Major show at the Peggy Guggenheim Collection includes works by leading lights of Surrealism, including Leonora Carrington and Dorothea Tanning
Waiting for their visas to escape war-torn Europe, a group of Surrealists gathered in a château near Marseilles during the winter of 1940-41. The movement's founder, André Breton, and artists including Max Ernst and Victor Brauner turned to games and shared projects to pass the time, collaborating on the creation of a new deck of tarot cards bearing their own favoured symbols. The King, Queen and Jack became the Magus, Siren and Genius, and cards were dedicated to figures such as Sigmund Freud, the clairvoyant Hélène Smith and the alchemist Paracelsus.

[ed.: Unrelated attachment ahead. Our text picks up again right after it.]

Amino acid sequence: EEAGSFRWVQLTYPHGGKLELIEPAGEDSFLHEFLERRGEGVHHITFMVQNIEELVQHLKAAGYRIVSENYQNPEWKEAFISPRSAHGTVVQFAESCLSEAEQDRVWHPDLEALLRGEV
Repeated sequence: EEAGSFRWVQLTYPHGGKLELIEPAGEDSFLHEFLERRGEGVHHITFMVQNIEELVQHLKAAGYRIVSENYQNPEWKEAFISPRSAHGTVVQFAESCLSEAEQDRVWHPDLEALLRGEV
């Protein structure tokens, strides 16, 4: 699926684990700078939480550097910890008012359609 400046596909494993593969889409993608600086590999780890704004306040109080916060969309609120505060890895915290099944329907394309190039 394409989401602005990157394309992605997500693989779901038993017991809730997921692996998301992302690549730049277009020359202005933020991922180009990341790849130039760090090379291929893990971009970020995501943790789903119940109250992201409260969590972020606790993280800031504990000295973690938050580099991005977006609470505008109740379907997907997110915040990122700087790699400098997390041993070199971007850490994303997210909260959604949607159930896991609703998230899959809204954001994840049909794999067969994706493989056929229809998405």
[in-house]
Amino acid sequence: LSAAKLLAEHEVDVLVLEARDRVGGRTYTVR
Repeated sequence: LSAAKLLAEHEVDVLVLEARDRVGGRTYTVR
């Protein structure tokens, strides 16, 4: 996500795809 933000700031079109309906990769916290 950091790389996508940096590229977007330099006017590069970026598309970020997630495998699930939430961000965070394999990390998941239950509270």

Four of the original designs for this deck appear in the first room of Surrealism and Magic: Enchanted Modernity, a major exhibition at the Peggy Guggenheim Collection in Venice that examines the Surrealists' deep, yet relatively overlooked, interest in magic and the occult. The show is co-organised with the Museum Barberini in Potsdam, Germany, where it will travel in an expanded form in October.